GSA Annual Meeting in Seattle, Washington, USA - 2017

Paper No. 272-15
Presentation Time: 9:00 AM-6:30 PM


CLARK, Timothy and MACKENZIE, Lindsay, SUNY Geneseo, 1 College Circle, Geneseo, NY 14454,

Preservational bias is prevalent throughout the fossil record, with organisms with hard parts being favored for fossilization. Soft parts are less often preserved and mostly occur under conditions of anoxia and rapid burial. Our aim was to determine the importance and timing of rapid burial in for the preservation of soft bodied organisms. Nereis was used as an experimental subject because it is common in the fossil record, specifically obrution deposits. 21 individuals were buried at different times after euthanasia to observe how rapidly soft tissues decay prior to burial, and the resulting preservation of detailed morphologies of tissues. The specimens were excavated after 3 weeks, and analyzed using light and scanning electron microscopy. Controls were left unburied to to create a decay series to compare to the buried samples.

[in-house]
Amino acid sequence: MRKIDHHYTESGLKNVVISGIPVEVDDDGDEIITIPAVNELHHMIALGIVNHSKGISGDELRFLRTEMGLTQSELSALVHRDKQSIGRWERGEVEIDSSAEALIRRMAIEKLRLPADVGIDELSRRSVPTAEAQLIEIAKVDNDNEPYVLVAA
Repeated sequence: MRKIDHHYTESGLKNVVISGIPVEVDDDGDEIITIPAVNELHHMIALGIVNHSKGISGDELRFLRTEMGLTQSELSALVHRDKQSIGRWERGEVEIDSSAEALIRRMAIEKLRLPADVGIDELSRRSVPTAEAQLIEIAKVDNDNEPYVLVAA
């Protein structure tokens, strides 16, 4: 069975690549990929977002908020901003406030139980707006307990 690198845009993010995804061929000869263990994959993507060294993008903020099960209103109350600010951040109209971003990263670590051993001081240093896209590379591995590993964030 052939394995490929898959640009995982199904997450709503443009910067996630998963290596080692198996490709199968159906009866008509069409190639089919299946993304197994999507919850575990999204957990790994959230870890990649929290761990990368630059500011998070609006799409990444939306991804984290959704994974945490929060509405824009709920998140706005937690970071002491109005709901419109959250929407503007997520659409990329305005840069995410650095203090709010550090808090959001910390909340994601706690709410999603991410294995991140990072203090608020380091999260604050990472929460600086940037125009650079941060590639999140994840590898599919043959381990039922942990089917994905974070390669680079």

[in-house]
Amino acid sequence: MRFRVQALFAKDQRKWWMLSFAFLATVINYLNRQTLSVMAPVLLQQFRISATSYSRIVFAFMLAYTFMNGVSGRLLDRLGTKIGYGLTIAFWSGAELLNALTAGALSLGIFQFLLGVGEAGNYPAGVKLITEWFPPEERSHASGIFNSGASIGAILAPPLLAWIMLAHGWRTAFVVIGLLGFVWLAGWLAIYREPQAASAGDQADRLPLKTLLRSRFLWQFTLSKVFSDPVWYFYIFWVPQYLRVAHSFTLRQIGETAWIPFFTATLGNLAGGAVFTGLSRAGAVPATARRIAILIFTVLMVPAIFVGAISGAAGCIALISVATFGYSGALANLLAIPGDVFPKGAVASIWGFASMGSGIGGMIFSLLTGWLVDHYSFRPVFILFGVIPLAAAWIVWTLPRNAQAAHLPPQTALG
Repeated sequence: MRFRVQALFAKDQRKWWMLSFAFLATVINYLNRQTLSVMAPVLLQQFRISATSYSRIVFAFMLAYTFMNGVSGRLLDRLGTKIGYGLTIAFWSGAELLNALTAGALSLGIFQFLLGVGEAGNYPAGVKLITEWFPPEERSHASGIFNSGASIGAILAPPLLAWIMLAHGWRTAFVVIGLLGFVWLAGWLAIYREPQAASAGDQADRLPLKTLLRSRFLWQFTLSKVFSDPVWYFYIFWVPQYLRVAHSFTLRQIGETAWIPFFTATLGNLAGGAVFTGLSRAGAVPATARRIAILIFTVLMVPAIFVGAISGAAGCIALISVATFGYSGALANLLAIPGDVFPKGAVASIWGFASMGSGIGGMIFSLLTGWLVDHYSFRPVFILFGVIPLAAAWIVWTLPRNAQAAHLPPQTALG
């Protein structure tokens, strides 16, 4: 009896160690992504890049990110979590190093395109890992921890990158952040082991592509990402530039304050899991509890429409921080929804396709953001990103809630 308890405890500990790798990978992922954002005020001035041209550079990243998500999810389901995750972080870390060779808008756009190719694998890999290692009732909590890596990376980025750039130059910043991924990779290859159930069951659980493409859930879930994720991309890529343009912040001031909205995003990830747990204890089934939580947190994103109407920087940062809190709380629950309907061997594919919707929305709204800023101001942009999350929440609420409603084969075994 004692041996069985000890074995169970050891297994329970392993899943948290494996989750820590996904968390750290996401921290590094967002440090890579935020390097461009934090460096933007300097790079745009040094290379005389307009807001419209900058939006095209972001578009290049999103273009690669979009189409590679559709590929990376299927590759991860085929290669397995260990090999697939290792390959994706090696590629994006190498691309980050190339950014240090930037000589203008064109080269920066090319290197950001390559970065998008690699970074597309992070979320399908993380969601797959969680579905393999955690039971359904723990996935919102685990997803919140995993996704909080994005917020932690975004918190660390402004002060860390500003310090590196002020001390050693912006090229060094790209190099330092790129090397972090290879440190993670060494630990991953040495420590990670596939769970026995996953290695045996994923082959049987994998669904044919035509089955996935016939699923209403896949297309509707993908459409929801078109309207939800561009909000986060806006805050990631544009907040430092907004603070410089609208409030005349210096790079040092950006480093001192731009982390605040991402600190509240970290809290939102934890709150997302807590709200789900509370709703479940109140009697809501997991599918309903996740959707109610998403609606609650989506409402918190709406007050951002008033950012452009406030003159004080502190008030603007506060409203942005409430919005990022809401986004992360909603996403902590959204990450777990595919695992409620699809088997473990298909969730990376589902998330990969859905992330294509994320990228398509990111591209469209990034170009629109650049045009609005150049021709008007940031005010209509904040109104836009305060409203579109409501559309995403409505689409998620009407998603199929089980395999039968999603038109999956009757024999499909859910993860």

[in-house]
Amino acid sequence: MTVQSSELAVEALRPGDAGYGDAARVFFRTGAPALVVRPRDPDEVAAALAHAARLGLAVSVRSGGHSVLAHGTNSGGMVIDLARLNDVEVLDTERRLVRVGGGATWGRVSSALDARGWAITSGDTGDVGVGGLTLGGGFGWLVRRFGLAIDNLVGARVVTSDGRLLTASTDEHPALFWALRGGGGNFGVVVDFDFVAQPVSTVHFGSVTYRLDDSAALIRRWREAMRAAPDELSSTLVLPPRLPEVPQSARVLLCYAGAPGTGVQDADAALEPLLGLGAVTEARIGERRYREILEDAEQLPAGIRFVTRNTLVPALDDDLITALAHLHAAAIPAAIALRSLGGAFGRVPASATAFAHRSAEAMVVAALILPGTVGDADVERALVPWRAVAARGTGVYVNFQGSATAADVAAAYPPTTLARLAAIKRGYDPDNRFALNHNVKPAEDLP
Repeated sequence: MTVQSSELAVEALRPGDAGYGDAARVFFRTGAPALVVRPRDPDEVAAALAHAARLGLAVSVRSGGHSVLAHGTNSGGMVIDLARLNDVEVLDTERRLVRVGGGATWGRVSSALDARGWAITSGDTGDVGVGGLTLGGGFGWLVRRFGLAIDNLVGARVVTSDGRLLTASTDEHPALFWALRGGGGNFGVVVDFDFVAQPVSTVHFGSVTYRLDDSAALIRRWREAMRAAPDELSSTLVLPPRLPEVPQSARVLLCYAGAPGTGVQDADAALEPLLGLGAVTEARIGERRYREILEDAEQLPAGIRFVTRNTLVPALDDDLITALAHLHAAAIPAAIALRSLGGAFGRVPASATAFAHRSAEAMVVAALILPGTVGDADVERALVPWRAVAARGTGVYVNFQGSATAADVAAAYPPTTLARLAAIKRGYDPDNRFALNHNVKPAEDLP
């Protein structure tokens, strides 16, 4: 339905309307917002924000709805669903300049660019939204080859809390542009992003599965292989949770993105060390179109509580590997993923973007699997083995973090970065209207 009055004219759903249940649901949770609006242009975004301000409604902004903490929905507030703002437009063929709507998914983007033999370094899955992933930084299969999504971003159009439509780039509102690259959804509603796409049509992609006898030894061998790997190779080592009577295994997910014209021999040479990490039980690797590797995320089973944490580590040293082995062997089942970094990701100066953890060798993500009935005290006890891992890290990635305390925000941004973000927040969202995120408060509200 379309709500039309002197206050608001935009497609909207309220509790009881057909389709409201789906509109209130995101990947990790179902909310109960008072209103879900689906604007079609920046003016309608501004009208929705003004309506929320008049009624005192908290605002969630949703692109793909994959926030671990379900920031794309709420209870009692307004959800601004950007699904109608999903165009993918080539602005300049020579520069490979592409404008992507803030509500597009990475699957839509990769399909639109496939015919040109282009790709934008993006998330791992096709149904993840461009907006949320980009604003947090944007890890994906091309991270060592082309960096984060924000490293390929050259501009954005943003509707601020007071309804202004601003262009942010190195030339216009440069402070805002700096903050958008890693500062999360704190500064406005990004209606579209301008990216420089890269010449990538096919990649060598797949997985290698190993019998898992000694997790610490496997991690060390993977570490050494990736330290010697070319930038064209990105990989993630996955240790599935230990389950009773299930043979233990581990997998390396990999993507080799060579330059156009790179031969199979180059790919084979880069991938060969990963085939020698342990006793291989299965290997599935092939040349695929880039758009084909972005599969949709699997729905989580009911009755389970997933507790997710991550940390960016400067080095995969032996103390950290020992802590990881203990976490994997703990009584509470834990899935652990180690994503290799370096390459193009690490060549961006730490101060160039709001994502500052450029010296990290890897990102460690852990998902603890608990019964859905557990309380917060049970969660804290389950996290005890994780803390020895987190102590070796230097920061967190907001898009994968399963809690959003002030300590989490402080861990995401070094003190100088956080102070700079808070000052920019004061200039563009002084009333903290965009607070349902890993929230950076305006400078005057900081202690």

Samples buried immediately after euthanasia were better preserved, including a greater percentage of attached parapodia and integumentary layers. Nereis began to lose detailed macroscale morphology after 6 hours of exposure. After 48 hours, the specimen become gelatinous. Specimens buried after 48 hours were compacted due to their increasingly degraded support structures such as the cuticle and the overlying sediment applying pressure, while those buried immediately after death retained their rigid structure. Samples will be analyzed using SEM to reveal quality of preservation of the basal cuticular layer, epicuticle, extracellular matrix and any remaining internal soft parts. This experiment is a pilot project to provide information correlating time prior to exposure with fossil fidelity.